Structure and membrane remodeling activity of ESCRT-III helical polymers

Science. 2015 Dec 18;350(6267):1548-51. doi: 10.1126/science.aad8305. Epub 2015 Dec 3.

Abstract

The endosomal sorting complexes required for transport (ESCRT) proteins mediate fundamental membrane remodeling events that require stabilizing negative membrane curvature. These include endosomal intralumenal vesicle formation, HIV budding, nuclear envelope closure, and cytokinetic abscission. ESCRT-III subunits perform key roles in these processes by changing conformation and polymerizing into membrane-remodeling filaments. Here, we report the 4 angstrom resolution cryogenic electron microscopy reconstruction of a one-start, double-stranded helical copolymer composed of two different human ESCRT-III subunits, charged multivesicular body protein 1B (CHMP1B) and increased sodium tolerance 1 (IST1). The inner strand comprises "open" CHMP1B subunits that interlock in an elaborate domain-swapped architecture and is encircled by an outer strand of "closed" IST1 subunits. Unlike other ESCRT-III proteins, CHMP1B and IST1 polymers form external coats on positively curved membranes in vitro and in vivo. Our analysis suggests how common ESCRT-III filament architectures could stabilize different degrees and directions of membrane curvature.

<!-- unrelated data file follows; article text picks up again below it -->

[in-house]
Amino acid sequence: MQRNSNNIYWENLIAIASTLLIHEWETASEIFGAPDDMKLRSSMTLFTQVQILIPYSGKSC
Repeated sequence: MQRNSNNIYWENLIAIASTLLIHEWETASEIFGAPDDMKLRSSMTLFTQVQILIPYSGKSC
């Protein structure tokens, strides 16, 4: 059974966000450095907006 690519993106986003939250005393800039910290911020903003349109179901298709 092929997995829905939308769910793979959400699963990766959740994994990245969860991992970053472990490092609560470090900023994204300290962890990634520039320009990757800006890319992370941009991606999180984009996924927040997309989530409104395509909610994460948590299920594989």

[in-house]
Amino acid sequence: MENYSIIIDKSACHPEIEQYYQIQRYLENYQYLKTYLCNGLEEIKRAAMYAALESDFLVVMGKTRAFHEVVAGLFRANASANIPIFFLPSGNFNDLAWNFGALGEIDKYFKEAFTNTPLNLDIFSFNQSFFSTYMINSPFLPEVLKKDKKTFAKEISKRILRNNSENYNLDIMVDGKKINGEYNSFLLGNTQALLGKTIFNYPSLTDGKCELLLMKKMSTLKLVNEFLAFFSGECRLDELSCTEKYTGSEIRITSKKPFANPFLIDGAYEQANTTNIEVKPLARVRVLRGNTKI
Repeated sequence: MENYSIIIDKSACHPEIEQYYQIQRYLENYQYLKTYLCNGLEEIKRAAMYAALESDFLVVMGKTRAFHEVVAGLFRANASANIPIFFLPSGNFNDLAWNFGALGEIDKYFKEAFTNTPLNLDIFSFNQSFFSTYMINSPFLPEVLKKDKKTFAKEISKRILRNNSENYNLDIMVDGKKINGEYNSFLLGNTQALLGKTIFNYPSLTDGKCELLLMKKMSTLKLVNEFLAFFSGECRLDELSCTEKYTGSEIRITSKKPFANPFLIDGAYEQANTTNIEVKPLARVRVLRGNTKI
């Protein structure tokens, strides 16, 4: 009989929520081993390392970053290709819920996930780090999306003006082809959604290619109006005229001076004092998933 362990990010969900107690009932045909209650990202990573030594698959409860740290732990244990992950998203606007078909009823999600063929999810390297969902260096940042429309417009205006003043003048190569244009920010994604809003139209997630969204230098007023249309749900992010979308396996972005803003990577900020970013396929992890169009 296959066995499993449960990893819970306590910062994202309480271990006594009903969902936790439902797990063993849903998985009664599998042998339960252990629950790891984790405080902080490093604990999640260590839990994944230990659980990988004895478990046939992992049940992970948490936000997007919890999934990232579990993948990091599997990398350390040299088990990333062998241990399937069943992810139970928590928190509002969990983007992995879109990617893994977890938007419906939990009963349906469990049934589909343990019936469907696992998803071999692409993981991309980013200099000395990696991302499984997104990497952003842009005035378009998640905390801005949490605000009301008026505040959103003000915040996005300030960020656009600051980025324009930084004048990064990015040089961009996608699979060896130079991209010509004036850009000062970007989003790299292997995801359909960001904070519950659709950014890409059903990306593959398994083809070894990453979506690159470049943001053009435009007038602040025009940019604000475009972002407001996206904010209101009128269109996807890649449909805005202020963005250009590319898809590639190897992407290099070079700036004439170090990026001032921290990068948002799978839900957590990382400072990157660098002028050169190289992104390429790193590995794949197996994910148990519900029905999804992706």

Publication types

  • Research Support, N.I.H., Extramural
  • Research Support, Non-U.S. Gov't
  • Research Support, U.S. Gov't, Non-P.H.S.

MeSH terms

  • Biopolymers / chemistry
  • Cell Membrane / chemistry
  • Cell Membrane / ultrastructure
  • Cryoelectron Microscopy
  • Endosomal Sorting Complexes Required for Transport / chemistry*
  • Humans
  • Oncogene Proteins / chemistry*
  • Protein Structure, Secondary
  • Protein Structure, Tertiary

Substances

  • Biopolymers
  • CHMP1B protein, human
  • CHMP4A protein, human
  • Endosomal Sorting Complexes Required for Transport
  • OLC1 protein, human
  • Oncogene Proteins

Associated data

  • PDB/3JC1